1. waitingforzion
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    waitingforzion Active Member

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    I think this is clear but it doesn't flow.

    Discussion in 'Word Mechanics' started by waitingforzion, May 31, 2016.

    Note: This is not for a story. This is just an exercise is writing a plain sentence and revising it to be more rhythmical.

    I wrote a sentence somewhat more poorly expressed than this, and then revised it to this, but I am not satisfied. It maybe clear, as I hope, but it does not flow to me. It does not have the fluid rhythm that I would like it to have. I am not sure how to rephrase it in order to give in a more fluid rhythm. It feels choppy to me and not at all eloquent, but I would like it to be eloquent.

    If you revise it, I would like you to attempt to preserve the parallel structure, and change only the rhythm of each clause.
     
  2. Copypasta
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    Copypasta Member

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    Does it have to be all one long sentence?
     
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  3. Lew
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    Lew Contributing Member Contributor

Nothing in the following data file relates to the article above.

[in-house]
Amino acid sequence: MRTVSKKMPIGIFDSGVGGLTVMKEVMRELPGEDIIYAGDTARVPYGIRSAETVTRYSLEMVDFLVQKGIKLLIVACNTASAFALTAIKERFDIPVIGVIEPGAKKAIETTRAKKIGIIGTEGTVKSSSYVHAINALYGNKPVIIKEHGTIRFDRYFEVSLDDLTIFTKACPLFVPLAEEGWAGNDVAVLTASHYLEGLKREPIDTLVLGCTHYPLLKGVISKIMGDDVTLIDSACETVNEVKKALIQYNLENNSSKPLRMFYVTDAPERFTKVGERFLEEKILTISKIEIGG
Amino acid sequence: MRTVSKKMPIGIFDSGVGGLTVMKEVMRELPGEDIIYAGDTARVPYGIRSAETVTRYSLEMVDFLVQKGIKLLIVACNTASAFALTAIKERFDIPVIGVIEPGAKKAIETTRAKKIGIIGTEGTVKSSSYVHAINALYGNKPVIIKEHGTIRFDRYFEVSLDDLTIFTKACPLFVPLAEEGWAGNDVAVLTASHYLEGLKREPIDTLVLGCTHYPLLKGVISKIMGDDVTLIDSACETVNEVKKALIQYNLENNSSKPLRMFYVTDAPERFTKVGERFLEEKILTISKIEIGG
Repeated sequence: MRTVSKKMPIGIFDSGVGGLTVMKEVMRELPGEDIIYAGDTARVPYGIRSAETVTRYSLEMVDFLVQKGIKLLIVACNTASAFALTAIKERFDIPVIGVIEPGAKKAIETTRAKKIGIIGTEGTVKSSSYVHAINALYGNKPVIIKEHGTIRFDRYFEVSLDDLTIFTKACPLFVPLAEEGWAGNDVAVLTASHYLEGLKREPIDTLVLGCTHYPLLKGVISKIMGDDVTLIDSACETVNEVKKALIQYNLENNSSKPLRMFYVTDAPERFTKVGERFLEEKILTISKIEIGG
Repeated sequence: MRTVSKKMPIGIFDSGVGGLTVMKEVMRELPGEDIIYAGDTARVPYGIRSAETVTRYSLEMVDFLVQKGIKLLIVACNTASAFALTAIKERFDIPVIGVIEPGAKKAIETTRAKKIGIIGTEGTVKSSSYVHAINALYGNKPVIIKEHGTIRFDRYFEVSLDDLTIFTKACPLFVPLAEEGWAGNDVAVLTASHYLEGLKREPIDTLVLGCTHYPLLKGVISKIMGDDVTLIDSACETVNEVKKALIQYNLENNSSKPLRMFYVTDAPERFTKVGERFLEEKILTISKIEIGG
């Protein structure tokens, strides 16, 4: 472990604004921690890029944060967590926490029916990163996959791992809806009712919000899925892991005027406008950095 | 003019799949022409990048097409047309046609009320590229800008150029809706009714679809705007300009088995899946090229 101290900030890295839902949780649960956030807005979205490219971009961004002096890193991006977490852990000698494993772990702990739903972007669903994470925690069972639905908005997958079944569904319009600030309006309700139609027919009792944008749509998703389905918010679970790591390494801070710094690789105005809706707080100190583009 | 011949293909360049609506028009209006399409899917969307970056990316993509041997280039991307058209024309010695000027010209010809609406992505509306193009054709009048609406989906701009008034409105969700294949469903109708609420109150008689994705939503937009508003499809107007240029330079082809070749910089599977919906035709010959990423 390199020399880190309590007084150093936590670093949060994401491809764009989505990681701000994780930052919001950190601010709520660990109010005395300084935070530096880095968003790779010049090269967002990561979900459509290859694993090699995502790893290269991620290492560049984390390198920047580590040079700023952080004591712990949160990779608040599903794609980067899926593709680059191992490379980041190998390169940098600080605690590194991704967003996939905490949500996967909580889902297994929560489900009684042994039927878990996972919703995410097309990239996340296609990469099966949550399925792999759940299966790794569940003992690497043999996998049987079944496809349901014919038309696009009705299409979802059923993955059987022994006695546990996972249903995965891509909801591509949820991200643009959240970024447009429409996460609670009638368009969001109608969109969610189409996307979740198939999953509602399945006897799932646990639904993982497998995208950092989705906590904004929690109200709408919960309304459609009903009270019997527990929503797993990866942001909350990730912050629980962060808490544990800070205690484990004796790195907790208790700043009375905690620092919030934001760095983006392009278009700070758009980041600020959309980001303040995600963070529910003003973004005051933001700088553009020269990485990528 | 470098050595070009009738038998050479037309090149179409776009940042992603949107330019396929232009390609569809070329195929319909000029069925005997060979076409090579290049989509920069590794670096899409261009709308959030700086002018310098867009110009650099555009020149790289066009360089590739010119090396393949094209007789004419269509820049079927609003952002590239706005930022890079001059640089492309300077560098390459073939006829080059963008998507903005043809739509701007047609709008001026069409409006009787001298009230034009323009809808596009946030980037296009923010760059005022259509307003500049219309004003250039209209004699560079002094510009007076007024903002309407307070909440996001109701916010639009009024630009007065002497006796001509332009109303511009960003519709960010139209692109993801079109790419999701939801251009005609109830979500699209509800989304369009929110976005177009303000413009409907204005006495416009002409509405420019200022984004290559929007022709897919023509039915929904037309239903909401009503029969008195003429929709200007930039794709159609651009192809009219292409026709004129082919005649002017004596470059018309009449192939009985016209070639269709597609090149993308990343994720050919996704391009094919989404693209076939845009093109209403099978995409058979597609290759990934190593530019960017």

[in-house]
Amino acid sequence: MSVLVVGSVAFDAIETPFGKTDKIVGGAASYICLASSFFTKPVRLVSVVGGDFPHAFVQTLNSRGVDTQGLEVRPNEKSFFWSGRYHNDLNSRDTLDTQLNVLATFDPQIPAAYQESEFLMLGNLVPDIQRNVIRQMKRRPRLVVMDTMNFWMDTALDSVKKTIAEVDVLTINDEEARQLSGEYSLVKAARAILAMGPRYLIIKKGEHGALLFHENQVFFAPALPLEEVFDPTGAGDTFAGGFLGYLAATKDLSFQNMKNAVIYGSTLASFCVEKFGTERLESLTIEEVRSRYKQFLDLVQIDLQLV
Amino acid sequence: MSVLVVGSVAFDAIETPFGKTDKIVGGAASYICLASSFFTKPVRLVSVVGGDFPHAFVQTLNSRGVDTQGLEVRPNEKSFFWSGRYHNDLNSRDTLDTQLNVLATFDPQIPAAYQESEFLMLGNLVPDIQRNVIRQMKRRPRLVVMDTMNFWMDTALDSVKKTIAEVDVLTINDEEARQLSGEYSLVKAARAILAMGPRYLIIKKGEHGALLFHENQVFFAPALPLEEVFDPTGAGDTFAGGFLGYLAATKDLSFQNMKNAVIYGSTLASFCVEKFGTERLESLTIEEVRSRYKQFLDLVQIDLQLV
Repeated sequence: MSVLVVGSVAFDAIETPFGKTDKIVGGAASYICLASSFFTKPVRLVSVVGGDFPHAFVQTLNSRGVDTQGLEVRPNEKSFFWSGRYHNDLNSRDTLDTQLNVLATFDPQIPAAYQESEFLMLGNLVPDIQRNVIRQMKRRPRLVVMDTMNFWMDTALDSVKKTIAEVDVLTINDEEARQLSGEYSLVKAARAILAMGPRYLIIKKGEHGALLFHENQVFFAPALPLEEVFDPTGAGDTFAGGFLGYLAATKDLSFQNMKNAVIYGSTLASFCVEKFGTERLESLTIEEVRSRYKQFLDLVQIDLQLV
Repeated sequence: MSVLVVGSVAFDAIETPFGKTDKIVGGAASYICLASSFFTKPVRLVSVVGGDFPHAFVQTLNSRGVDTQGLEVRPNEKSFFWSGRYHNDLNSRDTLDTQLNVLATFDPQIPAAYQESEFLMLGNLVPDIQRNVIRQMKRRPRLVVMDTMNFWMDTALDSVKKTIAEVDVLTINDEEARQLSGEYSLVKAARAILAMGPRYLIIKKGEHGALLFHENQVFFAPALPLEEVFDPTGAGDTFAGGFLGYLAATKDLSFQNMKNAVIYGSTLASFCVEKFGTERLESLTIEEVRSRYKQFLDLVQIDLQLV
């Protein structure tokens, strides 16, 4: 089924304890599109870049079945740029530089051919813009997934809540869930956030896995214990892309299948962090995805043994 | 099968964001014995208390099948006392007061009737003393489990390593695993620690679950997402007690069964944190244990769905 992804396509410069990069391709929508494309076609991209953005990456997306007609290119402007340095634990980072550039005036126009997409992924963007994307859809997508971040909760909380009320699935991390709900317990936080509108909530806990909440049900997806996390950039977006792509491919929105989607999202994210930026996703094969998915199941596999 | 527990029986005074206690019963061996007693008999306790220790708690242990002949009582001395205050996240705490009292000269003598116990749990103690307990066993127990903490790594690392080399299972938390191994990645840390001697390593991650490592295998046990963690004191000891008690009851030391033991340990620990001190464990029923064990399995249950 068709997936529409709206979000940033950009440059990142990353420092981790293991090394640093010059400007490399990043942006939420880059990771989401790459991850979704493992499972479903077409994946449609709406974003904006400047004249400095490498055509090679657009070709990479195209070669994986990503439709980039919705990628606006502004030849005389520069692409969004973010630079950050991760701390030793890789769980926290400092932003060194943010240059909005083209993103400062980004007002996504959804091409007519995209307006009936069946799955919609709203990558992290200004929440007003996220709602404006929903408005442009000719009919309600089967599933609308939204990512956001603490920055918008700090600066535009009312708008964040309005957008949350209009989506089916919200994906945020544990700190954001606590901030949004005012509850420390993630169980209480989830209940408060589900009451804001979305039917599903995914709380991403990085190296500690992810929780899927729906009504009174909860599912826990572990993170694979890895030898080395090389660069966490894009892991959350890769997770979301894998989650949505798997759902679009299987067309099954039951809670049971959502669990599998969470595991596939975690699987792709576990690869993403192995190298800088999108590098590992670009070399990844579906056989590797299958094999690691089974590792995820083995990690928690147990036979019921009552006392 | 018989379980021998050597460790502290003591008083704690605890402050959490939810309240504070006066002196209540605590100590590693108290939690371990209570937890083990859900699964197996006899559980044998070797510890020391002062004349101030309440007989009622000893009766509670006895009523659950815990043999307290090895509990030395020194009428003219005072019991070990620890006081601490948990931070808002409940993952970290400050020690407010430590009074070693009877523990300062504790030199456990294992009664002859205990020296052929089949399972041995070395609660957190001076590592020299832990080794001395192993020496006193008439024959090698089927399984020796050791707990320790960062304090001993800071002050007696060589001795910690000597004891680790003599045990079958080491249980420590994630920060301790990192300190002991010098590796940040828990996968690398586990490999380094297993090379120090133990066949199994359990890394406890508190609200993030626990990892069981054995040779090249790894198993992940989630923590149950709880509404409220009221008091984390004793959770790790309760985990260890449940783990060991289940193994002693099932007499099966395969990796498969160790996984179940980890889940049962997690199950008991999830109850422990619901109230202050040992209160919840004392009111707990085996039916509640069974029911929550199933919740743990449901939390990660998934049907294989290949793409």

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    If you do not forgive me, you will not have peace, for by refusing to forgive me you are holding on to the offense, and by holding on to the offense you are wearying yourself, and by wearing yourself you are losing rest, and by losing rest you are coming short of denying only yourself peace.

    Think the first draft gets to the point, then belabors it with additional things. Just a thought
     
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  4. NiallRoach
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    NiallRoach Contributing Member

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    "Should you not forgive me, you shan't have peace; by refusing to, you maintain the offense; by maintaining it, you weary yourself; by wearing yourself, you want for rest; by wanting for rest you come short of peace."

    I think that's better, but my changing it doesn't help without some theory. Really all I did was rephrase the bits that felt off so they felt better. Tackling it clause by clause and reading it aloud after every change.
     
  5. NiallRoach
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    NiallRoach Contributing Member

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    It's been established in other threads by the OP that they're aiming for such a lyrical style. Arguably long winded or excessive, but it's the goal.